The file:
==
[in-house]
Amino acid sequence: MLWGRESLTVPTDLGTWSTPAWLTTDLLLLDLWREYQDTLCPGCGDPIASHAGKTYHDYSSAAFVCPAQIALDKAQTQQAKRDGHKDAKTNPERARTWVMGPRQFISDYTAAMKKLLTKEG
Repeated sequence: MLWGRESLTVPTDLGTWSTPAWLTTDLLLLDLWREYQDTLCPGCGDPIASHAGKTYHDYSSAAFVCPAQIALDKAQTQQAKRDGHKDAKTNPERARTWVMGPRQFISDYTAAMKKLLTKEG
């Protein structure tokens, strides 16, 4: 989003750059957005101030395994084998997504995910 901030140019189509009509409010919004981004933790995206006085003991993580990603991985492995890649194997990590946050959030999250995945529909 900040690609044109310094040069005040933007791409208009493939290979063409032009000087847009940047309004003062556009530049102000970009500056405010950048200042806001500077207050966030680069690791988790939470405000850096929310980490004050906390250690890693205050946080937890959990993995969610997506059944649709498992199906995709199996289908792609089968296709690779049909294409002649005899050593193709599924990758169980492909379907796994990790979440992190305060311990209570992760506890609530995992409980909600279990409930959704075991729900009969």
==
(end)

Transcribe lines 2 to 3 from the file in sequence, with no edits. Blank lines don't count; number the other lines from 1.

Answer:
Amino acid sequence: MLWGRESLTVPTDLGTWSTPAWLTTDLLLLDLWREYQDTLCPGCGDPIASHAGKTYHDYSSAAFVCPAQIALDKAQTQQAKRDGHKDAKTNPERARTWVMGPRQFISDYTAAMKKLLTKEG
Repeated sequence: MLWGRESLTVPTDLGTWSTPAWLTTDLLLLDLWREYQDTLCPGCGDPIASHAGKTYHDYSSAAFVCPAQIALDKAQTQQAKRDGHKDAKTNPERARTWVMGPRQFISDYTAAMKKLLTKEG